For first time ever, Leavenworth charging for parking

For first time ever, Leavenworth charging for parking »Play Video
LEAVENWORTH, Wash. -- Lederhosen? Check. Beer stein? Check. Giant pretzel? Check.

Quarters to feed the meter? Better bring some of those, too.

For the first time in its history, the Bavarian-themed town of Leavenworth is charging some of its visitors to park. The city installed two automated pay-to-park lots earlier this year.

"Eighty-six percent of our visitors come by car. We expect lots of folks in town," said city administrator Joel Walinski. "But there was problems on our various residential streets of even our emergency vehicles getting past."

Walinski said the town's popularity has been both a blessing and a curse (about 15,000 people come each weekend for the three-week Oktoberfest celebration, and a similar number return in December for the Christmas Lighting Festival). So many visitors means a boon to the city, but also means many of those visitors are driving around for long periods of time looking for a place to park.

"I always tell people: it's great that we have a parking problem," echoed Kevin Rieke, a local shop owner and president of the chamber of commerce. "It means people are coming and they love being here, and we just need to find them a place to park as easily as possible."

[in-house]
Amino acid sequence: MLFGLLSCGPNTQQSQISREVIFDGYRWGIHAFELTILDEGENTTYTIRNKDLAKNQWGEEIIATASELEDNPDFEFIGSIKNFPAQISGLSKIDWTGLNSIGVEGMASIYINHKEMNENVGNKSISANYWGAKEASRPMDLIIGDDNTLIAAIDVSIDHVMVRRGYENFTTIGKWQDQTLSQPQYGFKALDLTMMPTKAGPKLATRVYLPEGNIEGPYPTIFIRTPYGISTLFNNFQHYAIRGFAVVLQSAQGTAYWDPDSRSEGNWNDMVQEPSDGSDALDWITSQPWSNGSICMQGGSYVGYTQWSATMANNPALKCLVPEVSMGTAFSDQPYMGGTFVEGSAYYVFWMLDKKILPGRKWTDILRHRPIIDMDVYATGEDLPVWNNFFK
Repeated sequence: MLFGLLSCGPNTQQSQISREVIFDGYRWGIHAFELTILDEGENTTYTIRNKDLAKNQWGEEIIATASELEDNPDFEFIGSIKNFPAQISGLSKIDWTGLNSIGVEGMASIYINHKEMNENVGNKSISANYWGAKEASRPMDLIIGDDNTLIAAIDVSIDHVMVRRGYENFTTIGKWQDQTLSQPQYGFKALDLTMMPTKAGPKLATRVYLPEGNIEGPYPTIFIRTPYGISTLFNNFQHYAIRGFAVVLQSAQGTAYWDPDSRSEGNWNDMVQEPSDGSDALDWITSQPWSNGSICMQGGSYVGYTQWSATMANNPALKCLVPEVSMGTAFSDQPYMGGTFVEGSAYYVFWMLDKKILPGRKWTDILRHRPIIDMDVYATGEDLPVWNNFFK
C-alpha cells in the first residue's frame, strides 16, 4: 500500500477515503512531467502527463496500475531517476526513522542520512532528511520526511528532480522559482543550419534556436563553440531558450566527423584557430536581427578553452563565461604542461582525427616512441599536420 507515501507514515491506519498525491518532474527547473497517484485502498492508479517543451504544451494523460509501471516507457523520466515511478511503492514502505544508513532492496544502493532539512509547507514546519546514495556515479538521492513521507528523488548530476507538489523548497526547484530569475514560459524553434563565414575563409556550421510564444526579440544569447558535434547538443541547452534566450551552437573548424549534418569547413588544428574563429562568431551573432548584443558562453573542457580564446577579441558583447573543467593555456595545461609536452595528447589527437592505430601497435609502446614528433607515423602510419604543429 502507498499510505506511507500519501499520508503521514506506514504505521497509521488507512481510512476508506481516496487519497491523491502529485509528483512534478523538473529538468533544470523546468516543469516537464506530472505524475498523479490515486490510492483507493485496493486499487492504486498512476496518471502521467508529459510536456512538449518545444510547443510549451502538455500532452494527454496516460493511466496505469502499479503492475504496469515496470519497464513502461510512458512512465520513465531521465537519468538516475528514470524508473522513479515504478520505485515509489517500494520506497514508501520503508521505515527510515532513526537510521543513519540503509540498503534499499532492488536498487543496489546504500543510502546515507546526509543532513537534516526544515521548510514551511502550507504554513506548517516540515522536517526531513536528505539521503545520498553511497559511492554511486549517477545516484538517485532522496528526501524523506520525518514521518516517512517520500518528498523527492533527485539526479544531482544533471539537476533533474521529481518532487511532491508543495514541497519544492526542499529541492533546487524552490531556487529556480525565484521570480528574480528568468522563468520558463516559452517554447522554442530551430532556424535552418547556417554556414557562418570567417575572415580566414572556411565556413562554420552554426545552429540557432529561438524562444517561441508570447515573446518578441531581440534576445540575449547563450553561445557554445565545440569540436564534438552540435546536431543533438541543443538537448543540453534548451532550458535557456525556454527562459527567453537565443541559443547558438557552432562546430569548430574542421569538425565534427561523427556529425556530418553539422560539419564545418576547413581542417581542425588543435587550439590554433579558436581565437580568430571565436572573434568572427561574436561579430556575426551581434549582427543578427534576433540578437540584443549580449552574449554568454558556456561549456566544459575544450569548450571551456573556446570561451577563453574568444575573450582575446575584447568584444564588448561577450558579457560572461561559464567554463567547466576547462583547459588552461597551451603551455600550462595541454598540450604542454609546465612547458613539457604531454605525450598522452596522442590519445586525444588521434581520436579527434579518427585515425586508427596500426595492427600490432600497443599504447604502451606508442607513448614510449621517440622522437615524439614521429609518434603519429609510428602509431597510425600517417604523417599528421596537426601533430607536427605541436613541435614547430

After about two years of studies, the city pinpointed two lots to install about 240 paid parking spaces: one, next to city hall, and the other about three blocks east, where the old Leavenworth fruit warehouse was, Walinski said. Parking costs $1.50 an hour, with a maximum of $7.50 per day (or a little less than the cost of two giant pretzels at the Danish Bakery on Front Street).

Complaints have been few and far between, Rieke said, although a group of visitors in his downtown shop were unimpressed with the changes.

"Every time you turn around there's a fee for this and a fee for that and those fees just seem to go up," said Candy Holland, who was visiting for the day. "Free parking is just going by the wayside in a lot of towns."

Walinski said the $110,000 projected revenue from the two lots this year will help cover the $2 million debt the city incurred in purchasing the old fruit warehouse property.

"There's still plus 800 spots of free parking," he added. "I've got my certain spots that I know. You're welcome to drive through town and see if you can find the spots."